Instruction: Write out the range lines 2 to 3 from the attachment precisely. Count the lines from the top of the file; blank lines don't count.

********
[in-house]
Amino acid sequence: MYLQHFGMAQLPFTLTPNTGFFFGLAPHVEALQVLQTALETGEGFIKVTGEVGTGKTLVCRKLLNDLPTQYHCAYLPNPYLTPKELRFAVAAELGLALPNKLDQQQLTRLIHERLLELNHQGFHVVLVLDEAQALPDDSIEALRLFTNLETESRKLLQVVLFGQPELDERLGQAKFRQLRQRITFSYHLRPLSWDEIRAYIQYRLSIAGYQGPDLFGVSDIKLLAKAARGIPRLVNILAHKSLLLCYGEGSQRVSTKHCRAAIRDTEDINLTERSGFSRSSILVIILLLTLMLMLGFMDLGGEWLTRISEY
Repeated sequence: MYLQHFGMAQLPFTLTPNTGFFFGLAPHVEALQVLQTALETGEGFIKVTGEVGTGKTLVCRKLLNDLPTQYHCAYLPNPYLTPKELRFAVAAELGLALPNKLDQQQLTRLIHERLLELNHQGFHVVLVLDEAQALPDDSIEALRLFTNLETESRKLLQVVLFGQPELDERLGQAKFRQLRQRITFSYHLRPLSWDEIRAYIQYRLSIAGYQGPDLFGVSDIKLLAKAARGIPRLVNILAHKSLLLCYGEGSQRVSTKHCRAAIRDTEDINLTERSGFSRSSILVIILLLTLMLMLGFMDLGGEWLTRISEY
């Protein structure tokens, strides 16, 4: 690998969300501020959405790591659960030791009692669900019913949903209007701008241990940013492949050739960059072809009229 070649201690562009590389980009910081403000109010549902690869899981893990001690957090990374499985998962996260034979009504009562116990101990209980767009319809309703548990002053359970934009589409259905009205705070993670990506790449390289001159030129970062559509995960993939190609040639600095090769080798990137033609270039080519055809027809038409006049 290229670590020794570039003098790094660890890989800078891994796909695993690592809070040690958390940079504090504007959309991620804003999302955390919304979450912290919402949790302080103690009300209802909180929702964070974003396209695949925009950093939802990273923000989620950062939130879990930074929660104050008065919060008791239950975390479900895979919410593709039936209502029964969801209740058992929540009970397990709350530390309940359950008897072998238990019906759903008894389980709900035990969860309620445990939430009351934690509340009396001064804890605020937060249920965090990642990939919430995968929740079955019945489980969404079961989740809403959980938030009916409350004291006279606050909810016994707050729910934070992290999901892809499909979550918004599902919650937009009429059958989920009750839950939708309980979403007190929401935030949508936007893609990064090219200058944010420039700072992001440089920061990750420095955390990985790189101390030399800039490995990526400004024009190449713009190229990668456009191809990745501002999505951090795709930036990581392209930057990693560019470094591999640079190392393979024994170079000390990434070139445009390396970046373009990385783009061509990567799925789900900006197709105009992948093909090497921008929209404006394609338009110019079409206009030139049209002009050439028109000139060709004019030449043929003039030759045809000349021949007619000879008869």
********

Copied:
Amino acid sequence: MYLQHFGMAQLPFTLTPNTGFFFGLAPHVEALQVLQTALETGEGFIKVTGEVGTGKTLVCRKLLNDLPTQYHCAYLPNPYLTPKELRFAVAAELGLALPNKLDQQQLTRLIHERLLELNHQGFHVVLVLDEAQALPDDSIEALRLFTNLETESRKLLQVVLFGQPELDERLGQAKFRQLRQRITFSYHLRPLSWDEIRAYIQYRLSIAGYQGPDLFGVSDIKLLAKAARGIPRLVNILAHKSLLLCYGEGSQRVSTKHCRAAIRDTEDINLTERSGFSRSSILVIILLLTLMLMLGFMDLGGEWLTRISEY
Repeated sequence: MYLQHFGMAQLPFTLTPNTGFFFGLAPHVEALQVLQTALETGEGFIKVTGEVGTGKTLVCRKLLNDLPTQYHCAYLPNPYLTPKELRFAVAAELGLALPNKLDQQQLTRLIHERLLELNHQGFHVVLVLDEAQALPDDSIEALRLFTNLETESRKLLQVVLFGQPELDERLGQAKFRQLRQRITFSYHLRPLSWDEIRAYIQYRLSIAGYQGPDLFGVSDIKLLAKAARGIPRLVNILAHKSLLLCYGEGSQRVSTKHCRAAIRDTEDINLTERSGFSRSSILVIILLLTLMLMLGFMDLGGEWLTRISEY